With the recently proposed budget cuts to the Arts it is more important now than ever to support artistic creation and celebration. This means go out to your local museums and galleries!
Look, listen, can you feel it in the air? Spring is the season. It’s a time of renewal, of rejuvenation. Let us put that energy into finding ourselves through art!
- Visit one of the over seventy-five different Art Galleries and Museums in Boston.
- Walk the streets and enjoy Boston’s impressive collection of Public Art. Use the Public Art interactive map, if you would like to make a day of it.
- Walk Boston’s Rose Kennedy Greenway and experience their beautiful Public Art Collection in a natural getaway from the stress and noise of the city.
Art has been around for as long as our collective consciousness can remember. We have learned so much about our own history by studying the earliest forms of art that our ancestors made. By making art, they were able to take their subjective experiences of the world and translate them into the objective world.
Through this process, they were able to gain more and more sentience over time. They learned how to analyze and perceive symbols and how to create formidable experiences and tangible realities. They were actively creating experiences that they could share, and realities that they could affirm. Through art, we can connect with other people and we can create a physical manifestation of our relationship to the world.
The Museum of Fine Arts has a collection called Art of the Ancient World, which holds pieces from 6500 BC to 600 AD. This is a great place to start if you are new to viewing art. Here, you can observe thousands of years of art history, just by walking from room to room. It is important to know where art comes from. By putting it into a historical context we can see how much we depend on it and how we always have.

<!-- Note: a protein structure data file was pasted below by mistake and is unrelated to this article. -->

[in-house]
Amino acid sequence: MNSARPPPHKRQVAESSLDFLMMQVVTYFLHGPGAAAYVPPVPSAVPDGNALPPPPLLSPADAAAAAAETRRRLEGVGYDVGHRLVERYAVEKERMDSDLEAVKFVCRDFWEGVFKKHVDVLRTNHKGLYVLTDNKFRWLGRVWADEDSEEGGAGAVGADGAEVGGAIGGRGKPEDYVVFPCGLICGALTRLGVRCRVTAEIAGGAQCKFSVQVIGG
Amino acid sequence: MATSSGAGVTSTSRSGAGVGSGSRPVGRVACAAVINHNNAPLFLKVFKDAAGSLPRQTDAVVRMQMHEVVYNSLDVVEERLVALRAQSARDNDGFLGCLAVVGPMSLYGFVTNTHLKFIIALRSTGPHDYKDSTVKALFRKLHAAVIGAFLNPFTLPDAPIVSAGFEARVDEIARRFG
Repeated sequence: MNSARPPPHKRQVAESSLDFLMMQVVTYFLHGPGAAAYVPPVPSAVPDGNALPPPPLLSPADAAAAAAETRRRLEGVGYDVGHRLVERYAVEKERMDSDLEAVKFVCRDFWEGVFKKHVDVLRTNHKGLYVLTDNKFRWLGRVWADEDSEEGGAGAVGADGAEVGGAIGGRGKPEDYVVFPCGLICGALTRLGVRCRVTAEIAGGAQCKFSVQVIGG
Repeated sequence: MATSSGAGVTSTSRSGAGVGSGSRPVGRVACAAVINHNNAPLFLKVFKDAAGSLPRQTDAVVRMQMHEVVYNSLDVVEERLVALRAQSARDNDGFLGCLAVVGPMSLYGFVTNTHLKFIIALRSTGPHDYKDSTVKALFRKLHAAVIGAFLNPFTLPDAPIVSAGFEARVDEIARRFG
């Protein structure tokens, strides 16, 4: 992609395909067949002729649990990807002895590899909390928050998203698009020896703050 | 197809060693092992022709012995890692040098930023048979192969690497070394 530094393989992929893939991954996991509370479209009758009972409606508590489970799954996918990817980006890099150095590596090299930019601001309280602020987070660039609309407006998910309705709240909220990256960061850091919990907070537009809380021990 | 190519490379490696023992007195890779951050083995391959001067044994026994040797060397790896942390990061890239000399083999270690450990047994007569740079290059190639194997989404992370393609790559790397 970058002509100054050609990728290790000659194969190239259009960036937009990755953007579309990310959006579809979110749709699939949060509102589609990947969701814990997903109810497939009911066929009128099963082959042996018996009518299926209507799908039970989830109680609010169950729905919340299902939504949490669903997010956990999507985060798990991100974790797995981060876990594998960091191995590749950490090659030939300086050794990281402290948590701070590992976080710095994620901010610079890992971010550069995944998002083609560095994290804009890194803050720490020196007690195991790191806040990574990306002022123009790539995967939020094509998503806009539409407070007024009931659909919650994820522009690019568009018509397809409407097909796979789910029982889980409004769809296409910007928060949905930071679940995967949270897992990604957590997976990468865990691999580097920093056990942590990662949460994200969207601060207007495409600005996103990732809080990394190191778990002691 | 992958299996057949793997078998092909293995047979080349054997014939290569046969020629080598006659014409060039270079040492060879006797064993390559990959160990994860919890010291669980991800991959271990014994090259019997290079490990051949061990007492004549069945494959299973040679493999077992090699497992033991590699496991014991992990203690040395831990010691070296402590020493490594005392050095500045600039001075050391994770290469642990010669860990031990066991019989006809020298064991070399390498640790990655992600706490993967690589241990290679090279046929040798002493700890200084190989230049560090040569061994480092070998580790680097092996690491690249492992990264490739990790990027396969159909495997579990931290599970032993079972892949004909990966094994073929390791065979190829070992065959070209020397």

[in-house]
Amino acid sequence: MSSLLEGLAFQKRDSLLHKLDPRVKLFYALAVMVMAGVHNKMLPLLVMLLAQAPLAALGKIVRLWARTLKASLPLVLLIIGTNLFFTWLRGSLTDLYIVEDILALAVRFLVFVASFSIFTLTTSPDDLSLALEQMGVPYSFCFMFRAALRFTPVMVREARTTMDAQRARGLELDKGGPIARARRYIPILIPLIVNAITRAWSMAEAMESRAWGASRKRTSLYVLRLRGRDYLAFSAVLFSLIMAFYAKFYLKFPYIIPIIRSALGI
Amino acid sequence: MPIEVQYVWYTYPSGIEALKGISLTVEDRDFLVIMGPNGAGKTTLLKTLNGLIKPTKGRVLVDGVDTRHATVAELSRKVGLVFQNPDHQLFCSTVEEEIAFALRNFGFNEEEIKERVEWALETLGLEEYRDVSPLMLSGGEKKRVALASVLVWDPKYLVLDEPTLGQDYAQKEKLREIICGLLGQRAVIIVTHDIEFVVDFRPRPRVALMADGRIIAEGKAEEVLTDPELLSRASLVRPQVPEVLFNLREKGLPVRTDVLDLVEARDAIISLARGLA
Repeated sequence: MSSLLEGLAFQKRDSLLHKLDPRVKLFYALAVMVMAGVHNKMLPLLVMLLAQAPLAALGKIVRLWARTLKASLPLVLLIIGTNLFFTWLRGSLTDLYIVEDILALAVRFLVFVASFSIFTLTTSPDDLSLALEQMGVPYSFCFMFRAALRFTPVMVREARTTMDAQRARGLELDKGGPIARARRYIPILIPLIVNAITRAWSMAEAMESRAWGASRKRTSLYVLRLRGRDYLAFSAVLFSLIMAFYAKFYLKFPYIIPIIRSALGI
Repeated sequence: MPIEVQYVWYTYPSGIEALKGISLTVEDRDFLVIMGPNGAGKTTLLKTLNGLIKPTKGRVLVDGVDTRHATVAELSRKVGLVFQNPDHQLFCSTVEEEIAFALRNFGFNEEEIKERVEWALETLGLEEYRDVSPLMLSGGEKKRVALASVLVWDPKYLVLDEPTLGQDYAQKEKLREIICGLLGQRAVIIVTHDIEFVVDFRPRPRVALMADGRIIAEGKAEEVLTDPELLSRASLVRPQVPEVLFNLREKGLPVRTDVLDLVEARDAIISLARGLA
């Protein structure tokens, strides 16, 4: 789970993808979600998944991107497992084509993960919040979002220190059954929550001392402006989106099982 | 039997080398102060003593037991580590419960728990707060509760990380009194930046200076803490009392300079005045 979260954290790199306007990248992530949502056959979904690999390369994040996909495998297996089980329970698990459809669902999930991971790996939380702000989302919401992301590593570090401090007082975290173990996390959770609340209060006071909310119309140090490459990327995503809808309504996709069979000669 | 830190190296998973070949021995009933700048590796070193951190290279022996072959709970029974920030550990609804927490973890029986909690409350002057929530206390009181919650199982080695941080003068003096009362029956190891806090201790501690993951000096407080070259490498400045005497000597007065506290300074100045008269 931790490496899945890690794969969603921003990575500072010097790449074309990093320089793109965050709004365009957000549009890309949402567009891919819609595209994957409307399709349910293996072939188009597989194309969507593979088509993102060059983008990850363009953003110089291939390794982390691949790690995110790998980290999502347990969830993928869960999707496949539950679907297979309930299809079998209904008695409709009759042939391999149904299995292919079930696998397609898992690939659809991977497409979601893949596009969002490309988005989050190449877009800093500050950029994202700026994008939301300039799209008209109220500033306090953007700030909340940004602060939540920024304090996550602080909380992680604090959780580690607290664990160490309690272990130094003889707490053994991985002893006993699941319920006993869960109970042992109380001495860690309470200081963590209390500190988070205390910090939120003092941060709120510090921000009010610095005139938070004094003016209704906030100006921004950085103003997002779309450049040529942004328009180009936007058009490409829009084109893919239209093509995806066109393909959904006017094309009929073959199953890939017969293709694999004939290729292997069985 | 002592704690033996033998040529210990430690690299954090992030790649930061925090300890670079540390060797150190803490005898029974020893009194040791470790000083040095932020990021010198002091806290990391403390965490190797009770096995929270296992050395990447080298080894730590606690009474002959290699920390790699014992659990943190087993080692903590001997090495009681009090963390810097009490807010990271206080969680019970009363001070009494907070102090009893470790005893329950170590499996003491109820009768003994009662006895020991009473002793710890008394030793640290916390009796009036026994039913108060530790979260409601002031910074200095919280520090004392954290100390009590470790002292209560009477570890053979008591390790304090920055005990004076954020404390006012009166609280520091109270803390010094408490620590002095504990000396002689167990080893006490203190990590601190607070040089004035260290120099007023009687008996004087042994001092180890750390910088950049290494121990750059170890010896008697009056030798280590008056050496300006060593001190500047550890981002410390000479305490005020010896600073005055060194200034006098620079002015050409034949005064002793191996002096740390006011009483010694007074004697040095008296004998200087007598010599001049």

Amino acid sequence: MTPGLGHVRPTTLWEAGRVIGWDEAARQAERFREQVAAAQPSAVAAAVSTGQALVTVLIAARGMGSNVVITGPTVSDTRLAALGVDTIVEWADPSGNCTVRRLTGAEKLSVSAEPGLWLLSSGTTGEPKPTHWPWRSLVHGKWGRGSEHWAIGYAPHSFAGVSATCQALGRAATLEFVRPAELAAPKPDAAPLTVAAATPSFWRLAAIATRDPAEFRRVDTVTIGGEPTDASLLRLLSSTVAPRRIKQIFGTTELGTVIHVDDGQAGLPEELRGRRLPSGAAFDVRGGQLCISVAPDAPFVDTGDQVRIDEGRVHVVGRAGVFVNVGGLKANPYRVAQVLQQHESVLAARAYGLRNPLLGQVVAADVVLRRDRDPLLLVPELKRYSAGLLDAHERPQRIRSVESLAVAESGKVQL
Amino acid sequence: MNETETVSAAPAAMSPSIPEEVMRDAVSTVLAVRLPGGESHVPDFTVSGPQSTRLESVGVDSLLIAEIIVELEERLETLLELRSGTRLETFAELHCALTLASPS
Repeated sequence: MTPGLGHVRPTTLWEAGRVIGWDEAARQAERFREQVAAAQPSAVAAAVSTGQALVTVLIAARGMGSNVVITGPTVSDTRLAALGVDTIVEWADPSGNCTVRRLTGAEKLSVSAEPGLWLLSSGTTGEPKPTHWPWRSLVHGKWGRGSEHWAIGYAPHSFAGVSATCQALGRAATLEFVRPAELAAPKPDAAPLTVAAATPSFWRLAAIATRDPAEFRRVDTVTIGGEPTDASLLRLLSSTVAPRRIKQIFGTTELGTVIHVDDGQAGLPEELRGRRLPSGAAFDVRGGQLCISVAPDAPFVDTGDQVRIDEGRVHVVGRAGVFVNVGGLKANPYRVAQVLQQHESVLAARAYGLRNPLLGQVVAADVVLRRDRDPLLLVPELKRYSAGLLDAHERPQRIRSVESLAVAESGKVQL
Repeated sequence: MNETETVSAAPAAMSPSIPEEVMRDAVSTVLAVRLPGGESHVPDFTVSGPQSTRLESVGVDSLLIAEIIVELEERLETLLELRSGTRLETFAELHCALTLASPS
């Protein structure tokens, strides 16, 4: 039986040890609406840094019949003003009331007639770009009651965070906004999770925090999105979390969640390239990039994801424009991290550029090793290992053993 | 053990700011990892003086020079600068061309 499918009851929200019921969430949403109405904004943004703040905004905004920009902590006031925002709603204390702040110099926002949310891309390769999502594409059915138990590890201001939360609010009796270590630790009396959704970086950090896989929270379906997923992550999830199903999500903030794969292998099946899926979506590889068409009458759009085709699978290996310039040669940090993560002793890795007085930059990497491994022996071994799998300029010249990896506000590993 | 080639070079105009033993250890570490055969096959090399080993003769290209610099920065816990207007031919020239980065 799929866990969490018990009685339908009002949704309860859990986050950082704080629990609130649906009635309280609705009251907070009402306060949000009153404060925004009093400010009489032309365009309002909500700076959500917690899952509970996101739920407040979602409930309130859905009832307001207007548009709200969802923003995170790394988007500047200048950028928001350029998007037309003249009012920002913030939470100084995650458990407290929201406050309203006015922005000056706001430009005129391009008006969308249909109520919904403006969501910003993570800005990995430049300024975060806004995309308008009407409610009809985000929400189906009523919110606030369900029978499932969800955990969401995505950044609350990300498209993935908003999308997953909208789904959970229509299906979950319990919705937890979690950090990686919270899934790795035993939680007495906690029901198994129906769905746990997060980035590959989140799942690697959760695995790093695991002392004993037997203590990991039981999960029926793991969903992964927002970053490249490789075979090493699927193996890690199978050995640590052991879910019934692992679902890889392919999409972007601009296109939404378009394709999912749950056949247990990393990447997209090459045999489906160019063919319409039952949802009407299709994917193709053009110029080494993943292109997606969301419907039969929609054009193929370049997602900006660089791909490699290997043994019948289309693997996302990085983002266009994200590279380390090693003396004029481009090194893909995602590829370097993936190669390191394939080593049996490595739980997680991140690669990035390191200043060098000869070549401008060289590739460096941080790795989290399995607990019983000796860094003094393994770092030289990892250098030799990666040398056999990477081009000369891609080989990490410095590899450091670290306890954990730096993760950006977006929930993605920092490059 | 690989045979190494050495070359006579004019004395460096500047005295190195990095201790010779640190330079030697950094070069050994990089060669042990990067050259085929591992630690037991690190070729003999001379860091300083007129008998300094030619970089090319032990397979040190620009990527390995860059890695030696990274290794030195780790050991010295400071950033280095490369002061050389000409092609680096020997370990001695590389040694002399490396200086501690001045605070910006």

The MFA gives gallery tours, classes, and lectures that are open to the public. Visiting the museum is free on Wednesdays, however donations are much appreciated.
Today art is fresh. Art is new, it’s exciting. It’s passionate, it is all the things that it always has been, but so much more. We have created a symbiotic relationship with art and we grow with art together in parallel.
However, we have been taking art for granted recently. We have failed to maintain an broader understanding of why art is necessary. In fact, it is more necessary now than it has ever been. Now, there is a danger of losing touch with and losing our grip on both our shared cultural identities and our individual identities, as we lose our rights to free speech and expression, and our rights to peacefully assemble and come up with new and terrific ideas.
In difficult times we must not let art die. We cannot be afraid to keep creating, we must create more. We must think more, and experience more. We need to interact with each other, and go out and see the world together. We can never forget who we are or where we came from, that we are all just children in a sandbox after all.